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Interrelations between communicative behaviors at the outset of speech: parents as observers*

Published online by Cambridge University Press:  25 January 2010

Tel Aviv University
University of British Columbia
Address for correspondence: Professor Esther Dromi, Constantiner School of Education, Tel Aviv University, Ramat Aviv, Israel, 69978. fax: 972-3-648-0249; e-mail:


The Hebrew Parent Questionnaire for Communication and Early Language (HPQ-CEL) was administered by 154 parents of Hebrew-speaking toddlers aged 1 ; 0 to 1 ; 3 (77 boys, 77 girls). The Questionnaire guided parents in observing and rating their toddlers in six contexts at home. The study aimed to identify inter-correlations between toddlers' non-linguistic behaviors that co-occur during the transition to speech. Seven communicative behaviors were extracted from the questionnaire data: Crying, Vocalizations, Collaboration with Adults, Pointing, Words, Joint Engagement in a Peek-a-Boo Game, and Triadic Interaction in Book Reading. Collaboration with Adults and Triadic Interaction in Book Reading yielded more significant correlations than other prelinguistic behaviors. Participation in social games and book-reading activities was associated with the toddlers' number of words at the period studied.

Copyright © Cambridge University Press 2010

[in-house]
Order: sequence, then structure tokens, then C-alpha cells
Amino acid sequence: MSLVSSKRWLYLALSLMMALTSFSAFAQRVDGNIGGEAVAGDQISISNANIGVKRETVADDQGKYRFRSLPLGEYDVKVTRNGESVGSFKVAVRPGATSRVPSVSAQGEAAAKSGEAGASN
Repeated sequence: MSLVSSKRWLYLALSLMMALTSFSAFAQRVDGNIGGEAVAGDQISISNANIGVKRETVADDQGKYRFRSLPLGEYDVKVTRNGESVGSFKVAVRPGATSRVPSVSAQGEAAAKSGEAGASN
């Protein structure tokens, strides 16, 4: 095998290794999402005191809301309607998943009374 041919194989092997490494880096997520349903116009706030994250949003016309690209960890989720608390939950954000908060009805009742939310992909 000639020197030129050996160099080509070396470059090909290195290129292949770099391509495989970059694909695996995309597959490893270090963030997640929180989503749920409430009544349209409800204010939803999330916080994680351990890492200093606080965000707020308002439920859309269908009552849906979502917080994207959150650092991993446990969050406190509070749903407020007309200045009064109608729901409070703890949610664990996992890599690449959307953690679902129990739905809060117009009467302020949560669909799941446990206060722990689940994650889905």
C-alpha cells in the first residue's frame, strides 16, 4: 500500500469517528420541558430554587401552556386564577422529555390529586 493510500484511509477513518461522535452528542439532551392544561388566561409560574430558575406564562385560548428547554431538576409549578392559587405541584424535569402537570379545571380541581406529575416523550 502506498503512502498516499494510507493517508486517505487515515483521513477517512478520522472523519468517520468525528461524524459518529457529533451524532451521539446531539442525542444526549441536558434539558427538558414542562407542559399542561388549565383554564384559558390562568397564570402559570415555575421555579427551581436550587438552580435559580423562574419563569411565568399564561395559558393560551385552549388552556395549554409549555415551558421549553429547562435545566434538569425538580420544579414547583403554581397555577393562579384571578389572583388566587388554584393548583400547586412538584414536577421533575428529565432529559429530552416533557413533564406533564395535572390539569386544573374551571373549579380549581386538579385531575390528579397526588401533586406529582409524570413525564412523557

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We wish to mention with gratitude our late Italian colleague Dr Luigia Camaioni, who developed with her colleagues the Parent Questionnaire and gave us permission to use it in our research program. The data reported herein were collected in three separate studies: (1) Quality of Early Childcare at Haifa University, directed by Professor Avi Sagi-Schwartz and funded by a grant from the National Institute of Child Health and Human Development (RO1 #HD25975); and (2) The MA dissertations of Dorit Shalom and of Anat Zaidman-Zait at Tel Aviv University. We thank Dorit Shalom, Dalia Ringwald–Frimerman, Esther Guralnik, Hadas Treitel and Julia Reznik for participation in the adaptation of the HPQ-CEL to Hebrew. Thanks are also extended to Dee B. Ankonina for her editorial help.



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